Study finds 117% increase in number of dementia sufferers in 26 years

An international group of collaborating scientists that includes HSE Professor Vasily Vlasov has analyzed data from 195 countries on the spread of Alzheimer's disease and other dementia between 1990 and 2016. The results have been published in the journal The Lancet Neurology:

The study drew on official data on morbidity and mortality, as well as scientific papers containing more accurate information on the spread of the disease.

The results of the statistical analysis have shown that the number of people suffering from Alzheimer's and other dementia increased from 20.2 million in 1990 to 43.8 million in 2016. Of these, 27 million were women and 16.8 million were men. Researchers have attributed the increase in the spread of the disease to both the aging and growth of the global population.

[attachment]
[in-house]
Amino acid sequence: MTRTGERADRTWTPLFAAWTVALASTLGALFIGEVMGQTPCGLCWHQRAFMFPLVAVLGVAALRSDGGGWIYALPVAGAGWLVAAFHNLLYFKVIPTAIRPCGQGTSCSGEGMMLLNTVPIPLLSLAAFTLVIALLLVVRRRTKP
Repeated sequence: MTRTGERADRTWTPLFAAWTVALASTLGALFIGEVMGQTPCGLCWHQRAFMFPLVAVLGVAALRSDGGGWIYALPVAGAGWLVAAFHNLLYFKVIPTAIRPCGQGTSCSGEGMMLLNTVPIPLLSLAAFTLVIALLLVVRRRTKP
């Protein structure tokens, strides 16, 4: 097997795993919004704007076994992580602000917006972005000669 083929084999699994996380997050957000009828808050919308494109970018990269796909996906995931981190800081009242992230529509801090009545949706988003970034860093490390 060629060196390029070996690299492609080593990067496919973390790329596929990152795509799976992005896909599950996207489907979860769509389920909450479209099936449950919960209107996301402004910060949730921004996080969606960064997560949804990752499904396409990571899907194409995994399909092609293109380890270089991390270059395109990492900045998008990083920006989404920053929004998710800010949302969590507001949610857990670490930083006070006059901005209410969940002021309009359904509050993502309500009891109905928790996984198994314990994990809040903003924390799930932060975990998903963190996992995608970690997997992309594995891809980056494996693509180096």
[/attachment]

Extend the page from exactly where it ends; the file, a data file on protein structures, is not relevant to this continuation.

The number of deaths from dementia has increased by 148% over the same 26-year period. Dementia is now the fifth most common cause of death worldwide and the second most common -- after coronary heart disease -- among people aged 70 or older.

One of the study's authors, HSE Department of Health Care Administration and Economy Professor Vasily Vlasov, has noted that, according to the data, more than 1 million Russians -- most over 50 -- were suffering from dementia in 2016.


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